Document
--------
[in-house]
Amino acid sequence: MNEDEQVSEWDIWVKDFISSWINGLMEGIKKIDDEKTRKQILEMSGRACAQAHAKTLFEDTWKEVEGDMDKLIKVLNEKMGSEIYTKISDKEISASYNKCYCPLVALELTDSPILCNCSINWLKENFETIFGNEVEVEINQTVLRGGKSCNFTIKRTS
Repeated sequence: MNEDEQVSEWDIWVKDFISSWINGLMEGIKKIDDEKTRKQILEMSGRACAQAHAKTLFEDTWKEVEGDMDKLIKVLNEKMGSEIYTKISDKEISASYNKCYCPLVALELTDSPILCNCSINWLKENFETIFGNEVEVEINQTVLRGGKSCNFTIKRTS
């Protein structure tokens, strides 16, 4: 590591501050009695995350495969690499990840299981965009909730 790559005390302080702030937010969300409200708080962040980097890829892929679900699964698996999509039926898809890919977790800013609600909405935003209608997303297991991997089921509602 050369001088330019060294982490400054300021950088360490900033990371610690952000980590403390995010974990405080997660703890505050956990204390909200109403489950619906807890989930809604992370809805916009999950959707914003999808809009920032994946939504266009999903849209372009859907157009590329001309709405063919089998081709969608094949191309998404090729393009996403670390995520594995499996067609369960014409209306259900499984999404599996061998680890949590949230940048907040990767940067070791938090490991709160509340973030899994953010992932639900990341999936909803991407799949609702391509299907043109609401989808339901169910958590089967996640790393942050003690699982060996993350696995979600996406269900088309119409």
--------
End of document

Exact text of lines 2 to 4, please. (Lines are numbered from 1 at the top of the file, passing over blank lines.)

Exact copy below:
Amino acid sequence: MNEDEQVSEWDIWVKDFISSWINGLMEGIKKIDDEKTRKQILEMSGRACAQAHAKTLFEDTWKEVEGDMDKLIKVLNEKMGSEIYTKISDKEISASYNKCYCPLVALELTDSPILCNCSINWLKENFETIFGNEVEVEINQTVLRGGKSCNFTIKRTS
Repeated sequence: MNEDEQVSEWDIWVKDFISSWINGLMEGIKKIDDEKTRKQILEMSGRACAQAHAKTLFEDTWKEVEGDMDKLIKVLNEKMGSEIYTKISDKEISASYNKCYCPLVALELTDSPILCNCSINWLKENFETIFGNEVEVEINQTVLRGGKSCNFTIKRTS
């Protein structure tokens, strides 16, 4: 590591501050009695995350495969690499990840299981965009909730 790559005390302080702030937010969300409200708080962040980097890829892929679900699964698996999509039926898809890919977790800013609600909405935003209608997303297991991997089921509602 050369001088330019060294982490400054300021950088360490900033990371610690952000980590403390995010974990405080997660703890505050956990204390909200109403489950619906807890989930809604992370809805916009999950959707914003999808809009920032994946939504266009999903849209372009859907157009590329001309709405063919089998081709969608094949191309998404090729393009996403670390995520594995499996067609369960014409209306259900499984999404599996061998680890949590949230940048907040990767940067070791938090490991709160509340973030899994953010992932639900990341999936909803991407799949609702391509299907043109609401989808339901169910958590089967996640790393942050003690699982060996993350696995979600996406269900088309119409």